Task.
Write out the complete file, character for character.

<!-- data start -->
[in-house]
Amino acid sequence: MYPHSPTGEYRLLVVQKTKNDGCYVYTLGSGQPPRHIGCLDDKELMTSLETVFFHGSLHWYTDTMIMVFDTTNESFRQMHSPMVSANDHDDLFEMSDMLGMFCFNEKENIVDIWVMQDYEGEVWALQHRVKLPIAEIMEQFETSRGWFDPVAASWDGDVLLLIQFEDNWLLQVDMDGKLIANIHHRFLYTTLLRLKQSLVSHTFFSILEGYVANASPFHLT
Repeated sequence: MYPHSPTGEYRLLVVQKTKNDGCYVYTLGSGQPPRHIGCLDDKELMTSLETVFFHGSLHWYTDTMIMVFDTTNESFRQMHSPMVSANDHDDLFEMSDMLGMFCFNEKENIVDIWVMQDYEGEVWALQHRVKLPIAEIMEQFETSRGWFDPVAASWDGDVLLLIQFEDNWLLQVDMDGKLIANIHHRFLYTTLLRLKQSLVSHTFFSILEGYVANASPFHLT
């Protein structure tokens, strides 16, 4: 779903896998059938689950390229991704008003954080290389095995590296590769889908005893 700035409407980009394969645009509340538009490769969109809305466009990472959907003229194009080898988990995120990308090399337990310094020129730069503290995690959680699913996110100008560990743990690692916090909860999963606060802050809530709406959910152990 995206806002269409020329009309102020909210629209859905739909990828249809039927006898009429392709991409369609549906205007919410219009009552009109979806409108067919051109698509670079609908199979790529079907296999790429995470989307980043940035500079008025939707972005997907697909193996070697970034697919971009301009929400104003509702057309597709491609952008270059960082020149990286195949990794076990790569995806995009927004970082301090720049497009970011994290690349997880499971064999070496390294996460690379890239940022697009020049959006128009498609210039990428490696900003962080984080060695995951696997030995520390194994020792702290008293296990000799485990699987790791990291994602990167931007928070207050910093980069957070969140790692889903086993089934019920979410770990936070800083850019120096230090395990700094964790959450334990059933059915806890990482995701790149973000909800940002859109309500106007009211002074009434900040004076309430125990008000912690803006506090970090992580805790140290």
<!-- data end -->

[in-house]
Amino acid sequence: MYPHSPTGEYRLLVVQKTKNDGCYVYTLGSGQPPRHIGCLDDKELMTSLETVFFHGSLHWYTDTMIMVFDTTNESFRQMHSPMVSANDHDDLFEMSDMLGMFCFNEKENIVDIWVMQDYEGEVWALQHRVKLPIAEIMEQFETSRGWFDPVAASWDGDVLLLIQFEDNWLLQVDMDGKLIANIHHRFLYTTLLRLKQSLVSHTFFSILEGYVANASPFHLT
Repeated sequence: MYPHSPTGEYRLLVVQKTKNDGCYVYTLGSGQPPRHIGCLDDKELMTSLETVFFHGSLHWYTDTMIMVFDTTNESFRQMHSPMVSANDHDDLFEMSDMLGMFCFNEKENIVDIWVMQDYEGEVWALQHRVKLPIAEIMEQFETSRGWFDPVAASWDGDVLLLIQFEDNWLLQVDMDGKLIANIHHRFLYTTLLRLKQSLVSHTFFSILEGYVANASPFHLT
């Protein structure tokens, strides 16, 4: 779903896998059938689950390229991704008003954080290389095995590296590769889908005893 700035409407980009394969645009509340538009490769969109809305466009990472959907003229194009080898988990995120990308090399337990310094020129730069503290995690959680699913996110100008560990743990690692916090909860999963606060802050809530709406959910152990 995206806002269409020329009309102020909210629209859905739909990828249809039927006898009429392709991409369609549906205007919410219009009552009109979806409108067919051109698509670079609908199979790529079907296999790429995470989307980043940035500079008025939707972005997907697909193996070697970034697919971009301009929400104003509702057309597709491609952008270059960082020149990286195949990794076990790569995806995009927004970082301090720049497009970011994290690349997880499971064999070496390294996460690379890239940022697009020049959006128009498609210039990428490696900003962080984080060695995951696997030995520390194994020792702290008293296990000799485990699987790791990291994602990167931007928070207050910093980069957070969140790692889903086993089934019920979410770990936070800083850019120096230090395990700094964790959450334990059933059915806890990482995701790149973000909800940002859109309500106007009211002074009434900040004076309430125990008000912690803006506090970090992580805790140290």